So the little sheet of paper that comes with the pills would claim say a probability of 5% for side effect X – among the ‘statin tolerant’ people.

    What does your average burried-in-paper-work GP read? Maybe said thin sheet of paper, which makes the stuff appear to be as safe as a lollypop. And if people complain… you get to hear things like: “…that’s not likely…”, “…you’re getting old…”, “…just take this new pill here to compensate…”

    Found on the interwebs:

    “I take Aspirin for the headache caused by the Zyrtec I take for the hayfever I got from taking Relenza for the uneasy stomach and flu-like symptoms caused by Viagra for the erectile dysfunction from the Propecia for the hair loss caused by the Ritalin I take for my short attention span caused by the Scopoderm TTS I take for the motion sickness I got from the Lomotil which I take for the diarrhea caused by the Xenical I’m on for the uncontrolled weight gain caused by the Paxil I take for the anxiety I got from the Zocor I take for my high cholesterol…because exercise, a good diet, and regular chiropractic care are just too much trouble!”

  3. Stephen Rhodes 13 September 2013 at 8:01 pm #

    Given that most sudden cardiac deaths are caused by abnormal heart rhythms called arrhythmias, why is it that we are not tested for ‘Red Blood Cell’ Magnesium for potential Ca:Mg imbalance, rather than cholesterol which could only possibly result in arrhythmia if seriously depleted along with CoQ10 (which is one known result of taking statins)?

  4. Lorna 13 September 2013 at 9:25 pm #

    Can anyone explain what the difference is between ‘intercellular cholesterol’ (#George) and the serum cholesterol usually measured and acted upon when prescribing statins?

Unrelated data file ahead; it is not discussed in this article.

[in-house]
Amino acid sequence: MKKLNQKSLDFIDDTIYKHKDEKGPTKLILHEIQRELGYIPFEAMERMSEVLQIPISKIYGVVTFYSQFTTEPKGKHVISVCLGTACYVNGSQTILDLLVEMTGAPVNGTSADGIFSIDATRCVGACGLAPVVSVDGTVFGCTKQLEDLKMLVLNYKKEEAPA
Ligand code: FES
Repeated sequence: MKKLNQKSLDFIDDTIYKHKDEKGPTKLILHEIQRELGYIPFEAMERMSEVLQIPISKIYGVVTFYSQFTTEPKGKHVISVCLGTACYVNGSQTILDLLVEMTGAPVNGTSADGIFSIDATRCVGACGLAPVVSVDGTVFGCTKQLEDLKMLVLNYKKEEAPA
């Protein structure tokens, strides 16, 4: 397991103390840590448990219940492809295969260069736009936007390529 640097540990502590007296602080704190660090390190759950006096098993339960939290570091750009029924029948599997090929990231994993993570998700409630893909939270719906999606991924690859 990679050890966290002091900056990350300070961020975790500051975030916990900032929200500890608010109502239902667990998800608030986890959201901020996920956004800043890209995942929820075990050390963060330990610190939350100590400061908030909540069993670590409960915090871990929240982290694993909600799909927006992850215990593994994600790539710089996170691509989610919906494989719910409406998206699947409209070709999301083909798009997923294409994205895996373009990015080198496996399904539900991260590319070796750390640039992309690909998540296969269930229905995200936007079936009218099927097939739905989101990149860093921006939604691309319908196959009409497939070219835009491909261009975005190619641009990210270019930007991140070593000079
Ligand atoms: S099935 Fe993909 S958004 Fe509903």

5. SueG 14 September 2013 at 2:36 pm #

    Aw Stephen you just cheered me up, having recently had my homocysteine level checked and it being 8, there was I thinking I was far less likely to have a cardiac event caused by arrythmia and now you’re saying I was fooling myself 🙁 Can you direct me to your source please so that I can frighten myself some more :)?

    p.s. does it help that I am already taking COQ10 and magnesium, amongst other things and I’m not diabetic?

  6. JP Sand 17 September 2013 at 3:27 pm #

    Dr. Briffa, thank you for your post.

    I noticed that you made an ERROR (sorry for the caps) in your reporting on the difference in cholesterol reduction between statin-intolerant patients who went back on intermittent statins versus statin-intolerant patients who went back on full-time statins.

    You reported that the intermittent statins users had smaller reductions in LDL-cholesterol than full-time statin users. That would appear to be the expected outcome; however, according to the study, the reverse was true.

    As HeartWire correctly noted in its coverage: “Interestingly, those on the intermittent strategy had a 27.7% reduction in LDL cholesterol, a drop that was significantly larger than the 21.3% reduction among patients rechallenged with a daily statin”.

    I believe this apparently paradoxical finding warrants some further attention.